Guest Commentary: Shared decision-making could cut costs and improve patient outcomes

Most of the nation's largest health plans and major hospitals and medical groups offer patients decision-making tools, such as videos and pamphlets, to educate them about the risks and benefits of various treatment options for dozens of medical conditions. Sometimes these materials are used with patient coaching.

Experts say such tools lead to increased patient satisfaction, more efficient use of clinicians' time, and even reduced use of some treatments, particularly elective surgery.

But it hasn't always been easy to get physicians to use these decision aids with patients, given disorganized systems of care and fee-for-service incentives to provide more procedures and services.

Now, a little-noticed provision of the Patient Protection and Affordable Care Act aims to expand and test the use of decision aids and shared decision-making between patients and their physicians. Section 936 will establish a process to certify decision aids, award funding to produce and update aids, create shared decision-making resource centers, and provide grants to providers for development, use and assessment of these aids.

In addition, the Center for Medicare & Medicaid Services' new rules on meaningful use of electronic health records include requirements that EHRs offer patient education resources.

Seattle-based Group Health Cooperative launched a major shared decision-making program for its members last year. Patients with any of 13 conditions are asked to watch a video and read a booklet on that condition produced by Health Dialog, a company in Boston. Then they discuss it with their medical specialist.

Hospital systems, clinics, physician groups and academic medical centers are participating in similar tryouts around the country. Health Dialog and its affiliated nonprofit, the Foundation for Informed Medical Decision Making, are helping fund the demonstrations. States such as Washington, Vermont and Maine have passed laws to promote shared decision-making.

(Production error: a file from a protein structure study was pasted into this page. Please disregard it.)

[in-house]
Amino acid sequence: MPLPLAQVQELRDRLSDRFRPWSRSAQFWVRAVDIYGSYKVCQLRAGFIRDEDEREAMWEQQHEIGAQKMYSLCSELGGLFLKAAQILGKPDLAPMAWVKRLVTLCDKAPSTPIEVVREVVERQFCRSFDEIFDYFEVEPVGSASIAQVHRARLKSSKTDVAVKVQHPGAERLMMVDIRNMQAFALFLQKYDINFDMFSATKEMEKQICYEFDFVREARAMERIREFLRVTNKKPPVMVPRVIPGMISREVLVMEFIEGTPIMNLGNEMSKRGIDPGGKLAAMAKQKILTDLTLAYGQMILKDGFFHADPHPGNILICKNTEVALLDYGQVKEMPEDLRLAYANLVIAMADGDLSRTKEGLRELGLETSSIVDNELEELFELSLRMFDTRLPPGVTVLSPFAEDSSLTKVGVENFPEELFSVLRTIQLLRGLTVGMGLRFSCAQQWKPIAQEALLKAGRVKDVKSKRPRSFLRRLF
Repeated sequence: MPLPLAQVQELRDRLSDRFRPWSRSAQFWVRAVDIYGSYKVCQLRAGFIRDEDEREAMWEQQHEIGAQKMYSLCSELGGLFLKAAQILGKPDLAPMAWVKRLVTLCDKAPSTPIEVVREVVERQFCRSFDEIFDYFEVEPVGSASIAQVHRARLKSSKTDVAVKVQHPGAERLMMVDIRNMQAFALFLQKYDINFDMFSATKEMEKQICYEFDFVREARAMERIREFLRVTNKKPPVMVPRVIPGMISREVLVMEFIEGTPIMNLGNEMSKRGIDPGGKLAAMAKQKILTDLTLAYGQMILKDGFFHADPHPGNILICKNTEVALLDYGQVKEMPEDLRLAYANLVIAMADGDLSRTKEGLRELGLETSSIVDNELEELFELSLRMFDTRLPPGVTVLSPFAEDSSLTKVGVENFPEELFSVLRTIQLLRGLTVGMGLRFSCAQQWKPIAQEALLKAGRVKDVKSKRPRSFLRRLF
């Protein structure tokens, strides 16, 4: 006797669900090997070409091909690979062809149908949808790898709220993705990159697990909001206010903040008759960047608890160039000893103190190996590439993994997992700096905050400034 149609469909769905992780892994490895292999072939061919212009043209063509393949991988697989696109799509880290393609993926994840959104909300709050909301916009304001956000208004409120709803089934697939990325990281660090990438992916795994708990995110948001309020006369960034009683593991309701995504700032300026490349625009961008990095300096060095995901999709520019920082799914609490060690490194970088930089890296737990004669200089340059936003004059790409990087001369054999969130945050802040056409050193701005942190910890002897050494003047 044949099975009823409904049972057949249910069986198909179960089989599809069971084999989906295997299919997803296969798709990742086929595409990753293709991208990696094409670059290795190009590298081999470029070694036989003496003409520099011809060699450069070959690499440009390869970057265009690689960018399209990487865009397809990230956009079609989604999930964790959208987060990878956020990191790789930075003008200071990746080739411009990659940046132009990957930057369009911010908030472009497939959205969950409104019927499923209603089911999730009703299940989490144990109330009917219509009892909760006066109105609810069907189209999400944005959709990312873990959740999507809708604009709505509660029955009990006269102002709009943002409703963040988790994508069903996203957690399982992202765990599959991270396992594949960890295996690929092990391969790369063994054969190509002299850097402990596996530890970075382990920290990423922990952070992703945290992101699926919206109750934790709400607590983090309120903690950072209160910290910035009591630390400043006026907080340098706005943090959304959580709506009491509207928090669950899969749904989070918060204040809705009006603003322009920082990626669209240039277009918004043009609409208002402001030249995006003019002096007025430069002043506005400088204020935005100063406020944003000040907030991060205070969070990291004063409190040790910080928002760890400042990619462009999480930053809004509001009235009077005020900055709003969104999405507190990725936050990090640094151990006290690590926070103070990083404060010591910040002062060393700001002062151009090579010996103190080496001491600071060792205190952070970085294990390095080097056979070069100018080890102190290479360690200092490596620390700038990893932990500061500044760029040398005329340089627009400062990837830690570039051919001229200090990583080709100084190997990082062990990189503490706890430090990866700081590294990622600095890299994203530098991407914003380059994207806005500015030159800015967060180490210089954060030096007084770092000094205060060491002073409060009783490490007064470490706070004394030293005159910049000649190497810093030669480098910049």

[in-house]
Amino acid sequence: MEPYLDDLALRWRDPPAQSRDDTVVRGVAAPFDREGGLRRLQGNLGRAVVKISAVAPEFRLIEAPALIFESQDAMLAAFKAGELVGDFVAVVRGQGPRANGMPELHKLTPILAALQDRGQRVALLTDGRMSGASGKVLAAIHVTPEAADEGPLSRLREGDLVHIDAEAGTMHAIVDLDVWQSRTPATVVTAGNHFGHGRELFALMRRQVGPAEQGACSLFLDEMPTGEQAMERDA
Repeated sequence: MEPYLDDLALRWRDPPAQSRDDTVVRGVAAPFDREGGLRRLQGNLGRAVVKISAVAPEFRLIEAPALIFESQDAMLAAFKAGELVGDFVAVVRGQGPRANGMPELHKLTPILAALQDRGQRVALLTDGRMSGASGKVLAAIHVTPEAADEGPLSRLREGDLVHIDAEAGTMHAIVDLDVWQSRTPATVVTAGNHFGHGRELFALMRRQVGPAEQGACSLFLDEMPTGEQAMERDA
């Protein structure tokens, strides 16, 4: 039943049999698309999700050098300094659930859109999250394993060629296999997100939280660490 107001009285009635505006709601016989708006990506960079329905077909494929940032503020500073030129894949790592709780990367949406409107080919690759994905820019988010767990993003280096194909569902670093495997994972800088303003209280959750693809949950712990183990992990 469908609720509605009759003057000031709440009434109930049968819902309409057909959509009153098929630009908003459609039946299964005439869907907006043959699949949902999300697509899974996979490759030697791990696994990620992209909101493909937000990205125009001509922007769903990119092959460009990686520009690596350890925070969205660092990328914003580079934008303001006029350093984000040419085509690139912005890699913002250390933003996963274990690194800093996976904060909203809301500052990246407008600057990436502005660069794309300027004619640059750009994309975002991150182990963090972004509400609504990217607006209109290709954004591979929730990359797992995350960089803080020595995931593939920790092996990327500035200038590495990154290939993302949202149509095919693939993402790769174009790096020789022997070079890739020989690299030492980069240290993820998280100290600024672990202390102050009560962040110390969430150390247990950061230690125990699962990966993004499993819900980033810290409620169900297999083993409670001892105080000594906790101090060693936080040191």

Most of the nation's largest health plans offer patients similar tools--interactive Web-based programs produced by Boise-based Healthwise. Such plans include Kaiser Permanente, Aetna, Cigna, and Wellpoint, according to Healthwise CEO Don Kemper. Plans offer Healthwise information on their Web sites and through their nurse call centers.

"Our experience pretty consistently is that when patients are well-informed, they and their doctors tend to make more conservative choices, and we see a 25 percent reduction in the choice of surgery," said Dr. Lance Lang, Health Dialog's senior medical director.

On the other hand, he noted, shared decision-making could lead to appropriate utilization increases in some areas, such as spinal stenosis, where patient outcomes improve and long-term costs are reduced by doing the operation earlier. "This is not about denial of care or overriding the doctor's decision," Lang said.

Many Americans need help deciding what's the best medical course, and busy physicians say they can use help in educating patients about their options. This is one type of delivery reform that could save money and improve quality without stirring up political controversy. It's a no-brainer, and deserves widespread support and expansion.

Editor's note: Harris Meyer is a journalist based in Yakima, Wash. who has won many awards for his reporting, including the National Institute for Health Care Management Award and the Association for Health Care Journalists Award.

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